November 2014 – Minneapolis, Minn. – I can thankfully say there are a lot of rewarding aspects to my profession, but one of the most fulfilling for me is the relationships that have formed with colleagues and clients over the past 41 years.  Many of these individuals have not only become lasting clients or business partners but also friends. Rosemary McMonigal of McMonigal Architects is one of these individuals with whom I’ve had the pleasure of sharing the majority of my career with. She is a talented and hardworking entrepreneur who was kind enough to sit down over breakfast at one of our usual spots and take a look back on it all.


Jim Krech: Let’s go all the way back to the very beginning at Cenex…

Rosemary McMonigal: It was 1978 when you came to Cenex and we began working together – so one could say that I am one of KOMA’s most long-standing clients! That was my first job in architecture and it was one of the best things that happened – for both of us. We were the first service group to make a profit and as a result we learned to market, write contracts, and follow through on projects; it really was excellent business training.

JK: Cenex certainly prepped both of us for the entrepreneurial road ahead. Where did you go from there?

RM: After I left Cenex I spent some time in Finland at an architecture firm and then worked for Chuck Levin. In 1984 I started McMonigal Architects. Wow, has it been that long?!

JK: It’s hard to believe – are we really that old?! Tell me a little bit about your firm – was it always your intention to do both residential and commercial architecture?

RM: We are a 5 person architecture firm located in the Crown Building in Northeast Minneapolis. Initially, I never had any intention of doing houses, but one of my commercial clients asked me to do their own house.  With their project, I fell in love with doing houses and made residential architecture the firm’s focus.  At that time, the market for houses was dominated by contractors and McMansions were spreading across the fringe suburbs.  Homes that had an architect were high end exclusive homes – the everyday person was not hiring an architect.  Along with a handful of other architects, I promoted sensible, often small, distinctive and affordable houses.

JK: I have done structural engineering for you on some pretty interesting projects over the years, what are some that still stand out to you as unique or challenging?

RM: We have done structures on remote sites including islands. Those are challenging because you have to design for the practicality of how to move materials onto the site in the very short building season. Together we have done some unique and historic work. The Chamberlain barn in LeSueur was one of those. This two story stone barn from the 1800’s was built by a group of German immigrant stone masons. The owner wanted to preserve it and use it for his farming equipment and shop.  The wood framing was infested by powderpost beetles, the foundation was crumbling in places, and the entire building needed tuckpointing.  It was a really challenging project – and who would have thought that the masons would end up being from the same town as your ancestors Jim!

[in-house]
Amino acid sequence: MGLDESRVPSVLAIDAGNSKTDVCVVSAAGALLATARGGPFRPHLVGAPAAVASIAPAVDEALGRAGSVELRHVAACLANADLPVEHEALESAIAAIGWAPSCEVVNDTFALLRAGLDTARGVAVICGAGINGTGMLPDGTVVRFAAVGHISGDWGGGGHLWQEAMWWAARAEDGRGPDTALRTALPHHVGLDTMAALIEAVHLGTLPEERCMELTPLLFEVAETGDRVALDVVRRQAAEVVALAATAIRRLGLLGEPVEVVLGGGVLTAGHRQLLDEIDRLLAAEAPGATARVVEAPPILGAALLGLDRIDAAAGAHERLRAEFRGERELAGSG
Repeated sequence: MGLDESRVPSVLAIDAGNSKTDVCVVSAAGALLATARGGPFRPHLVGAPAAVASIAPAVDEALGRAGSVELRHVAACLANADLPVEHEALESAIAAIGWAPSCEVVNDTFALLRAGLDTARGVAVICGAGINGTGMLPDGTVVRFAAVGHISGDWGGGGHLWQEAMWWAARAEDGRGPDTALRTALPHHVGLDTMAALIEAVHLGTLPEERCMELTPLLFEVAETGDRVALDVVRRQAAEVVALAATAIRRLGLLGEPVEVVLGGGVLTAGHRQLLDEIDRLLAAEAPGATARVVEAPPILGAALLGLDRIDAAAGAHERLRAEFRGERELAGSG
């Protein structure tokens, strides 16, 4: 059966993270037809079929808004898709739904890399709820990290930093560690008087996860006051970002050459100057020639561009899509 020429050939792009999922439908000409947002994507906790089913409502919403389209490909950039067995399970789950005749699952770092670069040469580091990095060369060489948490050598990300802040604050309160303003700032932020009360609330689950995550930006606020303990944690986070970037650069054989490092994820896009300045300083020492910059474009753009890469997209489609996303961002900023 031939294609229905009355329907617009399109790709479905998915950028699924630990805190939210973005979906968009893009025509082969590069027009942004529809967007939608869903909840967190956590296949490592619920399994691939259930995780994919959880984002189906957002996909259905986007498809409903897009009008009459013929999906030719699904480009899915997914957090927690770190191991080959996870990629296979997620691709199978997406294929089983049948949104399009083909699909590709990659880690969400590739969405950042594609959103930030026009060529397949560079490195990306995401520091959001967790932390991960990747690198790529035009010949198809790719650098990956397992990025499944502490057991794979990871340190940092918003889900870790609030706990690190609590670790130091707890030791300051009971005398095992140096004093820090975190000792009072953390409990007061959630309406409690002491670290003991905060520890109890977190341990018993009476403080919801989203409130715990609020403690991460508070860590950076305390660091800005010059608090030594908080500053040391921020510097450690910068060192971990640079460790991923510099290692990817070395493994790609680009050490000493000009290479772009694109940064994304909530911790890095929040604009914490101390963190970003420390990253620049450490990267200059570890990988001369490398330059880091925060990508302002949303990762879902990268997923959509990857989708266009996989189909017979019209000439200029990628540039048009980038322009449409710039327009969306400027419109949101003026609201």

JK: (laughs) That’s right – what a small world! A lot of work you do is in regard to preservation as well as energy conservation, is that a focus of yours?

RM: Yes, you could even call me an energy nerd! Conservation is important to me in many aspects. We test most of our houses during and after construction for temperature, moisture flow and air leaks. The tests are a standard part of the process and are used for quality control and tuning.  Minnesota is a leader in developing healthy living and building science products which and are known world-wide. There are also numerous local resources for reclaimed products. I’ve also been given the opportunity to partner with places like the University of Minnesota to do research, which is always an honor to be a part of.

JK: Any challenging projects stand out where you used your knowledge of technology and energy efficiencies?

RM: There are so many, but I’ll share one of my favorite.  The client has high sensitivity to off-gassing and VOCs. Over 3 years, I tested every material that went into the house with the owner and her physician to find solutions free of harmful chemicals.  The garage was detached to ensure no fumes entered the home.  We found an appliance distributor to run the dishwasher and refrigerator in their showroom for 3 months to off-gas the wire coatings on the baskets. The mechanical contractor washed all the ductwork at a carwash to clean off oil residue from manufacturing, and then did a final rinse with vinegar. The client also has a degenerative joint disease so we added an elevator, entrances with sloped walks and no stairs, and cabinets that can be easily modified for wheelchair access. There was a learning curve to this 5 year project but it increased my knowledge of healthy materials and even better, the client’s health improved after moving in. This project has been published many times and has won awards – not for high design at first glance, but for innovation in design for people with special needs.

JK: Thanks for your time Rosemary, it was great to take a look back – remember about 20 years ago we were joking about quitting our professions and starting a bakery together? It’s good we didn’t, I would have eaten all the profits!

RM: Is that why you spent so much time at one of my first office spaces?! It was next to Edy’s ice cream, and here I thought you came to see me…